Still not over the colds, but Sunday was a relaxing day of sun and laying around and just walking around a bit. We walked over to old fort on the point to see the fabled sunset, and it was very nice. We were having a difficult time finding the restaurant recommended by our host, so instead tried a place nearby called "Papgalou" which was absolutely wonderful and not overly Greek or touiristy - so good we went back the next night.
We had intended to explore the island on Monday by car, but discovered that most of the sites were closed on Mondays. So we set off on Tuesday and walked around the main town of Fira - we think there are more jewelry stores and tourist traps per meter here than anywhere else we've seen. They lie in wait for the cruise ship passengers. We did the the Museum of Ancient Thira in town - lots of the frescoes from the Minoan excavations are here. We then drove to the southern part of the island to see Ancient Thira (Minoan, ~2000 BC) itself, sitting way up on a rugged mountain - you can walk or drive up. We drove up the 2 kilometer, twisting, winding (hairpin turns), steep, and very narrow cobblestone road, only wide enough in some places for one car (never mind a bus - no guard rails, and long, long drop-off). After miraculously surviving that, we got there and walked up a steep hill to the entrance. It was 2:25 PM, but the lady who didn't speak much English refused to let us and some others in, because there was no more entry after 2:30!!! She obviously wanted to go home in an hour or sooner. We were quite upset!
Anne was coughing a lot by now. We left for the Santorini airport on Friday morning to catch our flight to Athens. The airport was pretty small, but we were lucky in terms of beating a big tour group to the check-in, and finding a place to sit in the departure area. We were taking out to the plane by buses. The plane was a 737, and it was a short, comfortable flight. The Athens airport is quite world-class, and we took a taxi into Athens on a regular expressway. Our hotel, the Eridanus, has a magnificent view of the Acropolis from our top-floor room, and the Acropolis is lighted up quite spectacularly at night. Our bed is one of the best so far!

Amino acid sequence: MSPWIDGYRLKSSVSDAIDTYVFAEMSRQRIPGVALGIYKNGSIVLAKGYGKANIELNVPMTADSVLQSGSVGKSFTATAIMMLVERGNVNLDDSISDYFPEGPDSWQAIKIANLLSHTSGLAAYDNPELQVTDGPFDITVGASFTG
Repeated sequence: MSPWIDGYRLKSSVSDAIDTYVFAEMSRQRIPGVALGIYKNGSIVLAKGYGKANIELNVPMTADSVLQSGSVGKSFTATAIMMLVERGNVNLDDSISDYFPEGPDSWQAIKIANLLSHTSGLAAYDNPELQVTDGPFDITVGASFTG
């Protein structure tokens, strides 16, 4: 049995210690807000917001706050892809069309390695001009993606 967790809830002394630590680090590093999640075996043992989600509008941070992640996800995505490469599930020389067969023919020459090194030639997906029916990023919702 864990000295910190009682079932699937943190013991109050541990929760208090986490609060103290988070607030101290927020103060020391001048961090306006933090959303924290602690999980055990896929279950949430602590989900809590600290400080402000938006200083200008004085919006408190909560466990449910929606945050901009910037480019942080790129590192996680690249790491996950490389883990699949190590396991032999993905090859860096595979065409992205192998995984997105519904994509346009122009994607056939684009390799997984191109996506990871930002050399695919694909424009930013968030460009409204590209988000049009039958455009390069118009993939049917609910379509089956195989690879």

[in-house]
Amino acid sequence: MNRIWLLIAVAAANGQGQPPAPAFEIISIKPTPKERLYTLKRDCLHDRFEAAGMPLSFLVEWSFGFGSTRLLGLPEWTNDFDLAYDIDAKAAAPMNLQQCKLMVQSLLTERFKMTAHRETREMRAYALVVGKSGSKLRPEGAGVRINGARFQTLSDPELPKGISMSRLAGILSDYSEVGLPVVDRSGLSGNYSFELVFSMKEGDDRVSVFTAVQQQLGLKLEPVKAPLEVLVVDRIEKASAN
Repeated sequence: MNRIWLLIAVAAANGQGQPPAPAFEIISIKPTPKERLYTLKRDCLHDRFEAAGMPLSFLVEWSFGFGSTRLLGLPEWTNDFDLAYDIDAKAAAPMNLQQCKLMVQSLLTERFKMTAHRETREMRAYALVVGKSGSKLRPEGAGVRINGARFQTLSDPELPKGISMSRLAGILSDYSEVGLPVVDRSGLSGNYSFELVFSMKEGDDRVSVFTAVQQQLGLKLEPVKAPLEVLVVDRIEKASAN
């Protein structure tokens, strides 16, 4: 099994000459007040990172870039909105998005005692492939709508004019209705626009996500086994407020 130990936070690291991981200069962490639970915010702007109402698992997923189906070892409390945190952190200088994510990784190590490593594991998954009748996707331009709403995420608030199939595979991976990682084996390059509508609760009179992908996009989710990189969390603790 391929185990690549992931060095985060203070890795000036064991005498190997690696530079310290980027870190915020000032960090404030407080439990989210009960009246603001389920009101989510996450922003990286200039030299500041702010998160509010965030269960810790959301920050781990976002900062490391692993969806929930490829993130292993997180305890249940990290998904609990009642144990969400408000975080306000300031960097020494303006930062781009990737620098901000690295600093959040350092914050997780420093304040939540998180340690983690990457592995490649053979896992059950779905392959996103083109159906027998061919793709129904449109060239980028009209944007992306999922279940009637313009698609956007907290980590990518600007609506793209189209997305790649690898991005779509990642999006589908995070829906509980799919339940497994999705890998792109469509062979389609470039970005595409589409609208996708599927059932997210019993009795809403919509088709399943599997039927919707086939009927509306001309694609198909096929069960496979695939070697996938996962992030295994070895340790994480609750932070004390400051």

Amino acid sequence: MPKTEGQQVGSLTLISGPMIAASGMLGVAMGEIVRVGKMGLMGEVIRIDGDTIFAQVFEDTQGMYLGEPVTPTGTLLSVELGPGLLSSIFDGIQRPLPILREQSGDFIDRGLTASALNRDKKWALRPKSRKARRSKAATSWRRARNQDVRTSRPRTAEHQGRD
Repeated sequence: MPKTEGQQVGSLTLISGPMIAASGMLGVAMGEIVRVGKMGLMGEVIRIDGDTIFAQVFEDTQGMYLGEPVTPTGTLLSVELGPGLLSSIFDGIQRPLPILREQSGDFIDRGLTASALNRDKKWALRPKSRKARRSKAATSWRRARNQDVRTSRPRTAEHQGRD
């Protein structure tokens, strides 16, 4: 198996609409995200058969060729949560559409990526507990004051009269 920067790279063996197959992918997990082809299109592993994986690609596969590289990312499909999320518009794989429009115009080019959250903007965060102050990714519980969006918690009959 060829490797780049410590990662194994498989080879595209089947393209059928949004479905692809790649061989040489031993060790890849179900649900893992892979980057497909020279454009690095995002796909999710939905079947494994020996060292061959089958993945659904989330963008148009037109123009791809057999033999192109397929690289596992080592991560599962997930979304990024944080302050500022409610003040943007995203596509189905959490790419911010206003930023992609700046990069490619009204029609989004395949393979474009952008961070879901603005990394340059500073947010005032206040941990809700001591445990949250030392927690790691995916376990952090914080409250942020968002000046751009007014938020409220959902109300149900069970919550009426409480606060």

This morning, our first goal was to find a pharmacy to get medicine for Anne's cough and Tom's lingering congestion and tearing eyes. They spoke good English in the second pharmacy we tried, and unlike the United States, handed Anne an antibiotic and some nasal spray, and Tom got something for his eyes with an antibiotic in it too.
Now we were equipped for touring and walked to the Ancient Agora (marketplace) and then up to the Acropolis. Once there, the monuments were stunning! What an experience to actually see them, and see the numbered pieces used in past and future reconstructions. The Parthenon on the Acropolis is probably the most awesome, but there are many runner-ups, including the Odeon of Herodes Atticus. There is a small museum tucked into the hill up there in order to be unobtrusive, which had many other excavated statuary. We walked back to the hotel with tired but happy feet.
Tom's Athens Odyssey - or mental pictures in a city of contrasts.
We needed more cold medications and the pharmacy had closed for the afternoon to reopen at 5:30PM. I set out looking for a big supply of Halls cough drops, Kleenex, a candy bar and a cough medicine.
As I retraced our steps from the morning I observed the shops along the narrow roads and alleys. I passed a store with a wild, red, curvy sofa balanced on the curb and obstructing the sidewalk. The inside of the store had other more conservative pieces. Juxtaposition to the sofa was a row of used rotary push lawn mowers in the next shop. Down a rather busy street, there were shops producing metal parts in large sheets of steel. The interior of these shops was grubby with decades of accumulated dirt. A workman hefted two 10 foot sections of duct pipe and added it to his truck. Chimney vents revolved on display on the curb of the shop. I then wandered down a narrow alley and vendor upon vendor had merchandise that could only be described as "flea-market." Musty books, old pictures with broken glass in the frames, posters, toys, junk lined both sides of the street that was only wide enough for the ubiquitous motor scooters to pass. I kept turning and turning down streets and alley-ways searching for a normal store to buy a box of Kleenex, but to no avail. This was the Athens market where you could get anything you wanted that was old, broken or rare. I even saw an array of ancient radio tubes in an electronics store! I had come to a modern city that had more than ruins of the Parthenon on its display of antiquity.